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Kangaroo coursing

This scrimshaw powder horn shows a scene of kangaroo coursing, or hunting. It was probably made around 1836 by John Kelly, a soldier in the 28th North Gloucestershire Regiment of Foot, who arrived in New South Wales that year.

Detail image showing a man on horseback, etched into a piece of scrimshaw.
Scrimshaw powder horn (detail), 1836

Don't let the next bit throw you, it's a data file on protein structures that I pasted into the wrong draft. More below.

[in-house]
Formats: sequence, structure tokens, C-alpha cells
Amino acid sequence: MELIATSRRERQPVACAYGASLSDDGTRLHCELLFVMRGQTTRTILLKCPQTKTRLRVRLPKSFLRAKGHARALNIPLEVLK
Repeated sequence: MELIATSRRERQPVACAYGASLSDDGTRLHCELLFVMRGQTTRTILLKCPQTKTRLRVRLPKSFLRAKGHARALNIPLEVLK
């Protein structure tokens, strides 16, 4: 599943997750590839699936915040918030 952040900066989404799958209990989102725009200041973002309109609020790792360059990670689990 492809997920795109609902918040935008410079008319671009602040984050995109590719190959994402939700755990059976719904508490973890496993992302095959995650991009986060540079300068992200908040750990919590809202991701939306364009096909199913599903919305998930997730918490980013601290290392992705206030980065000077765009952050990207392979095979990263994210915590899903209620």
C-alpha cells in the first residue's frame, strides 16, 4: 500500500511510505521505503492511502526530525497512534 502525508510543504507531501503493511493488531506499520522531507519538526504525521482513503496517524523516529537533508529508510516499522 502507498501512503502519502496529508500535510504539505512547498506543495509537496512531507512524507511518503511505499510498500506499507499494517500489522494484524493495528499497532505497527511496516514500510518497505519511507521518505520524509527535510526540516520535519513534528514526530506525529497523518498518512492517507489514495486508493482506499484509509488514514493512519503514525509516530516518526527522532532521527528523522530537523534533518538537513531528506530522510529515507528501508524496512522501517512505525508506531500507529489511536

A suitable pastime for gentlemen

Kangaroo coursing was a popular subject for colonial artists. Like British traditions of foxhunting, from which it derived, coursing was seen as an ‘aristocratic’ mode of hunting.

It was regarded as a pastime suitable for gentlemen who wished to test their skill and their horse’s mettle riding across country, but did not have to worry too much if they did not bring home game to eat.

A powder horn, tapering to one end, inscribed with text 'John Kelly, E, 28P', and scenes of a man riding on a horse among trees.
Scrimshaw powder horn, 1836

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